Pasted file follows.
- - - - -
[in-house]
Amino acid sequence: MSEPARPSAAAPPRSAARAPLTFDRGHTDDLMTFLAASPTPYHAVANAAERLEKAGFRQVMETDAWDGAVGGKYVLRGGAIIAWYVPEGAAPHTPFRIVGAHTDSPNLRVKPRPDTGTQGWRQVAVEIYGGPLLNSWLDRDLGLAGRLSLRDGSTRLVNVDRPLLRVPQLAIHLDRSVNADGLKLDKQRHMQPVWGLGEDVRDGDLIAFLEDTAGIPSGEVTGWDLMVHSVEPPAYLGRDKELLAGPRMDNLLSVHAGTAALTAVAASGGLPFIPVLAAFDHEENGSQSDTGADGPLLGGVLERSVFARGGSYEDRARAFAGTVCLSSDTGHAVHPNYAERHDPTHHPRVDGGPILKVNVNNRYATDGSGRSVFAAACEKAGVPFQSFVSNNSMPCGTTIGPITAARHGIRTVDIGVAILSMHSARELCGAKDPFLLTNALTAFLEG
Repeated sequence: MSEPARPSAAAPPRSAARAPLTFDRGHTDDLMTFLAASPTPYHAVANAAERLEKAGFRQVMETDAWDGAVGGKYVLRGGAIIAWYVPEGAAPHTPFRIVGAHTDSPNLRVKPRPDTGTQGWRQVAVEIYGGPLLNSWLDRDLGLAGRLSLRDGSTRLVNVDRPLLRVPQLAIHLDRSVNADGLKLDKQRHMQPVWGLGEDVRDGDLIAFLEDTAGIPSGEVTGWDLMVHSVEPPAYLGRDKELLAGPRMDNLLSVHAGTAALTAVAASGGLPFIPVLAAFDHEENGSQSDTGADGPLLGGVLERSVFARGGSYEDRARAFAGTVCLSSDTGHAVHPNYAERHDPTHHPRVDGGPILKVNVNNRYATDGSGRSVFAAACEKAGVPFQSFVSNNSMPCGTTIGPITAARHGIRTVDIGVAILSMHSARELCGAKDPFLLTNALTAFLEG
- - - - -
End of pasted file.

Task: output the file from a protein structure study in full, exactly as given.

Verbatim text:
[in-house]
Amino acid sequence: MSEPARPSAAAPPRSAARAPLTFDRGHTDDLMTFLAASPTPYHAVANAAERLEKAGFRQVMETDAWDGAVGGKYVLRGGAIIAWYVPEGAAPHTPFRIVGAHTDSPNLRVKPRPDTGTQGWRQVAVEIYGGPLLNSWLDRDLGLAGRLSLRDGSTRLVNVDRPLLRVPQLAIHLDRSVNADGLKLDKQRHMQPVWGLGEDVRDGDLIAFLEDTAGIPSGEVTGWDLMVHSVEPPAYLGRDKELLAGPRMDNLLSVHAGTAALTAVAASGGLPFIPVLAAFDHEENGSQSDTGADGPLLGGVLERSVFARGGSYEDRARAFAGTVCLSSDTGHAVHPNYAERHDPTHHPRVDGGPILKVNVNNRYATDGSGRSVFAAACEKAGVPFQSFVSNNSMPCGTTIGPITAARHGIRTVDIGVAILSMHSARELCGAKDPFLLTNALTAFLEG
Repeated sequence: MSEPARPSAAAPPRSAARAPLTFDRGHTDDLMTFLAASPTPYHAVANAAERLEKAGFRQVMETDAWDGAVGGKYVLRGGAIIAWYVPEGAAPHTPFRIVGAHTDSPNLRVKPRPDTGTQGWRQVAVEIYGGPLLNSWLDRDLGLAGRLSLRDGSTRLVNVDRPLLRVPQLAIHLDRSVNADGLKLDKQRHMQPVWGLGEDVRDGDLIAFLEDTAGIPSGEVTGWDLMVHSVEPPAYLGRDKELLAGPRMDNLLSVHAGTAALTAVAASGGLPFIPVLAAFDHEENGSQSDTGADGPLLGGVLERSVFARGGSYEDRARAFAGTVCLSSDTGHAVHPNYAERHDPTHHPRVDGGPILKVNVNNRYATDGSGRSVFAAACEKAGVPFQSFVSNNSMPCGTTIGPITAARHGIRTVDIGVAILSMHSARELCGAKDPFLLTNALTAFLEG